Despite its promise, we note that AI cannot be used to solve the climate crisis in isolation. Rather, it is one of many tools that should be employed to address this global challenge. Individuals, communities, and organizations who have a part to play in combating the climate crisis—regardless of their formal role in AI or climate topics—should therefore consider how other emerging technologies can help and assist in removing obstacles to scale for those as well.

A Call for Solutions

While there are still numerous roadblocks to implementation, we are excited to work with AI for the Planet to help new solutions push past those roadblocks and achieve their potential at scale. We encourage all interested parties to participate in our first call for solutions—including those at any stage of maturity, given a working prototype, and from any sector.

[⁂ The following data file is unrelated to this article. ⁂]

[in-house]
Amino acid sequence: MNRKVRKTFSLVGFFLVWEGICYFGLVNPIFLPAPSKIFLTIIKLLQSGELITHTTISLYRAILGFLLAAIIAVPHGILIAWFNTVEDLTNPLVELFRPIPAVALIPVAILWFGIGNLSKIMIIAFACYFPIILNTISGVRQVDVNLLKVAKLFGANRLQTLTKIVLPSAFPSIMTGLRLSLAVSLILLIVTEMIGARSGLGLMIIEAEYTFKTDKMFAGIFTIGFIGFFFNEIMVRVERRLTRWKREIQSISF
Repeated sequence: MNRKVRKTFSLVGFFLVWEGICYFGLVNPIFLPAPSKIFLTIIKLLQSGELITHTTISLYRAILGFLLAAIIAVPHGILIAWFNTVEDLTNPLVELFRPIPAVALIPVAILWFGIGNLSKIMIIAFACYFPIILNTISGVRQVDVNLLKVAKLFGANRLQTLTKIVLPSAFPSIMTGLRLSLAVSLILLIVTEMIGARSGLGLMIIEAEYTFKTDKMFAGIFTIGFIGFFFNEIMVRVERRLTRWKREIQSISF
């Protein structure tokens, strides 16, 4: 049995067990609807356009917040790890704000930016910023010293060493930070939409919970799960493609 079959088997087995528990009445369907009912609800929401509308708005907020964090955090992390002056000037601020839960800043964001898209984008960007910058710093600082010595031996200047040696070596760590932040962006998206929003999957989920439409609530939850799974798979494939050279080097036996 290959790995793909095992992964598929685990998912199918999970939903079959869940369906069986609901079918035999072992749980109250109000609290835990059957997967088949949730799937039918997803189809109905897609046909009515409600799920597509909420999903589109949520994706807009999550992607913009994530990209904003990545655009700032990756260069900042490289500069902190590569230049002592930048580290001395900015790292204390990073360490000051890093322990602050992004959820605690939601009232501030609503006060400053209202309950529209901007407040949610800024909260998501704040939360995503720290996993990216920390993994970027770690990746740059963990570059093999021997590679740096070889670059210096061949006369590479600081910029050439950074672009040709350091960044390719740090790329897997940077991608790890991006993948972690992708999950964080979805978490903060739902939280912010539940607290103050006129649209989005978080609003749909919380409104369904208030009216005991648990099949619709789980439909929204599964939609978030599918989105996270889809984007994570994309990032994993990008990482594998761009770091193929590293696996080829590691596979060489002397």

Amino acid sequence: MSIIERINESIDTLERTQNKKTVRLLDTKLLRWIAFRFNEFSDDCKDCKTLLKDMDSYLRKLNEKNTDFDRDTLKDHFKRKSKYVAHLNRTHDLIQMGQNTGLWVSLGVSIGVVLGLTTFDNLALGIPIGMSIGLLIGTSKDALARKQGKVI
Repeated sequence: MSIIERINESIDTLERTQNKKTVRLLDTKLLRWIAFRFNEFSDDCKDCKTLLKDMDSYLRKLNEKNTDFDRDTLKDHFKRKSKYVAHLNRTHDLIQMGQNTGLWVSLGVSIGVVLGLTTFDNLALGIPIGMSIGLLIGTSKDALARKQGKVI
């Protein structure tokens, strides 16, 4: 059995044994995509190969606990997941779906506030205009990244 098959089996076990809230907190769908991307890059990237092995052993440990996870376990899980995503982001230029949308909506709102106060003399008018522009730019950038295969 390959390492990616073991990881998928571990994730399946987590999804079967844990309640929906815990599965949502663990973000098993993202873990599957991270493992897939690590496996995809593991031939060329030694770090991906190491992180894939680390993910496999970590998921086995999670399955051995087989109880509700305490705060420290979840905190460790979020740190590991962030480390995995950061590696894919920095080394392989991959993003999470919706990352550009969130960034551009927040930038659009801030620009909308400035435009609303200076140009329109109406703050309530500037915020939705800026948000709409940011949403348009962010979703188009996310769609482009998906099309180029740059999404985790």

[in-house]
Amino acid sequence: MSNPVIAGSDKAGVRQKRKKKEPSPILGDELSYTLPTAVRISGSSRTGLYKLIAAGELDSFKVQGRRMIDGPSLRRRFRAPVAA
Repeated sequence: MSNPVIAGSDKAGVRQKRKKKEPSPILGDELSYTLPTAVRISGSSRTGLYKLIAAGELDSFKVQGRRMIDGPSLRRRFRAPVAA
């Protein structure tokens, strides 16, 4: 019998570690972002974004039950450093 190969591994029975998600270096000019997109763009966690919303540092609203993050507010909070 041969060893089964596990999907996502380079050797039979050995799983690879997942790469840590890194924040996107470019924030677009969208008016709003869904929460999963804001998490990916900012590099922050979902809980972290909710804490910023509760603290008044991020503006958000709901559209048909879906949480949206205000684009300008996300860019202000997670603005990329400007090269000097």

Recognizing that all individuals, communities, and organizations have a role to play regardless of their formal role in AI or climate topics, readers are further invited to consider how other emerging technologies can help fight climate change and to remove obstacles to scale for those as well.

Finally, we encourage readers who are engaged in the climate or AI communities to share the roadblocks, frictions, and pain points they face in engaging with climate analytics, AI solutions for the climate crisis, and other issues. This vital support will inform future publications and, more importantly, help us prioritize our efforts to address these pain points.

This article is adapted from a report created with AI for the Planet, an alliance created by Startup Inside with BCG as a knowledge partner and in collaboration with the United Nations Development Programme (UNDP); the United Nations Educational, Scientific and Cultural Organization (UNESCO); and the UN Office of Information and Communications Technology (OICT), and includes additional results from BCG’s survey of global leaders.